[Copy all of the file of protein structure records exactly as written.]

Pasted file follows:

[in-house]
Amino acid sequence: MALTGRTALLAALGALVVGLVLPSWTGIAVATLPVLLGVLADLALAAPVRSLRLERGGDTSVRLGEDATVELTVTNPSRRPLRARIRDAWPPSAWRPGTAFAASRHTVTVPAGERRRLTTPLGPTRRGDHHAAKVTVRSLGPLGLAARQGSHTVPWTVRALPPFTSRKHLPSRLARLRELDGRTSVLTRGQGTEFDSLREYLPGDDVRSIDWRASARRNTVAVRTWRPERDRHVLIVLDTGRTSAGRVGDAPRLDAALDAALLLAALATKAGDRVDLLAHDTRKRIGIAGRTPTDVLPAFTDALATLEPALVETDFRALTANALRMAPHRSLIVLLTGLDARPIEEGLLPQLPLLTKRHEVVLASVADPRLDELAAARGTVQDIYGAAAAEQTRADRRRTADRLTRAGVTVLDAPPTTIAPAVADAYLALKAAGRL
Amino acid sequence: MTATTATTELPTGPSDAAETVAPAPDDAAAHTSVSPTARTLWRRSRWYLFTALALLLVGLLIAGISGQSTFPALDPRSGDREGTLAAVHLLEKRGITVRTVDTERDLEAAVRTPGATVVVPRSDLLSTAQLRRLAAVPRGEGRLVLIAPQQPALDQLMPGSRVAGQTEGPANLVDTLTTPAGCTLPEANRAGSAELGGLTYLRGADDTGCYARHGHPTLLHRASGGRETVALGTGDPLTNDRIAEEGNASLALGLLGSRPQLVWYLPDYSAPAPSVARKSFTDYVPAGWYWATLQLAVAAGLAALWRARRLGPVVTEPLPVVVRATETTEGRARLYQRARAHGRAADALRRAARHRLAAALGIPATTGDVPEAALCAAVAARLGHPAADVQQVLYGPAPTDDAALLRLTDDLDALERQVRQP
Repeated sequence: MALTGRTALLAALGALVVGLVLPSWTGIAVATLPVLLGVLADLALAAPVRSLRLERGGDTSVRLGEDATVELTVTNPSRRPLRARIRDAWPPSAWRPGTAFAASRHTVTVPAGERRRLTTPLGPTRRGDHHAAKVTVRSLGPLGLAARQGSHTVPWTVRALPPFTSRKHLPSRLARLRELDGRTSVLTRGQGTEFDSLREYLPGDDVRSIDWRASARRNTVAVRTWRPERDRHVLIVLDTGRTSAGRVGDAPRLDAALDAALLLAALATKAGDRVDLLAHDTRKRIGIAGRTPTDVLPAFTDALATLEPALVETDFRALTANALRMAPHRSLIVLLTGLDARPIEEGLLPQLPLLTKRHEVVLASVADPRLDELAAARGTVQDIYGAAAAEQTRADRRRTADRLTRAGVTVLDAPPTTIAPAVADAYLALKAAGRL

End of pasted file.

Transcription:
[in-house]
Amino acid sequence: MALTGRTALLAALGALVVGLVLPSWTGIAVATLPVLLGVLADLALAAPVRSLRLERGGDTSVRLGEDATVELTVTNPSRRPLRARIRDAWPPSAWRPGTAFAASRHTVTVPAGERRRLTTPLGPTRRGDHHAAKVTVRSLGPLGLAARQGSHTVPWTVRALPPFTSRKHLPSRLARLRELDGRTSVLTRGQGTEFDSLREYLPGDDVRSIDWRASARRNTVAVRTWRPERDRHVLIVLDTGRTSAGRVGDAPRLDAALDAALLLAALATKAGDRVDLLAHDTRKRIGIAGRTPTDVLPAFTDALATLEPALVETDFRALTANALRMAPHRSLIVLLTGLDARPIEEGLLPQLPLLTKRHEVVLASVADPRLDELAAARGTVQDIYGAAAAEQTRADRRRTADRLTRAGVTVLDAPPTTIAPAVADAYLALKAAGRL
Amino acid sequence: MTATTATTELPTGPSDAAETVAPAPDDAAAHTSVSPTARTLWRRSRWYLFTALALLLVGLLIAGISGQSTFPALDPRSGDREGTLAAVHLLEKRGITVRTVDTERDLEAAVRTPGATVVVPRSDLLSTAQLRRLAAVPRGEGRLVLIAPQQPALDQLMPGSRVAGQTEGPANLVDTLTTPAGCTLPEANRAGSAELGGLTYLRGADDTGCYARHGHPTLLHRASGGRETVALGTGDPLTNDRIAEEGNASLALGLLGSRPQLVWYLPDYSAPAPSVARKSFTDYVPAGWYWATLQLAVAAGLAALWRARRLGPVVTEPLPVVVRATETTEGRARLYQRARAHGRAADALRRAARHRLAAALGIPATTGDVPEAALCAAVAARLGHPAADVQQVLYGPAPTDDAALLRLTDDLDALERQVRQP
Repeated sequence: MALTGRTALLAALGALVVGLVLPSWTGIAVATLPVLLGVLADLALAAPVRSLRLERGGDTSVRLGEDATVELTVTNPSRRPLRARIRDAWPPSAWRPGTAFAASRHTVTVPAGERRRLTTPLGPTRRGDHHAAKVTVRSLGPLGLAARQGSHTVPWTVRALPPFTSRKHLPSRLARLRELDGRTSVLTRGQGTEFDSLREYLPGDDVRSIDWRASARRNTVAVRTWRPERDRHVLIVLDTGRTSAGRVGDAPRLDAALDAALLLAALATKAGDRVDLLAHDTRKRIGIAGRTPTDVLPAFTDALATLEPALVETDFRALTANALRMAPHRSLIVLLTGLDARPIEEGLLPQLPLLTKRHEVVLASVADPRLDELAAARGTVQDIYGAAAAEQTRADRRRTADRLTRAGVTVLDAPPTTIAPAVADAYLALKAAGRL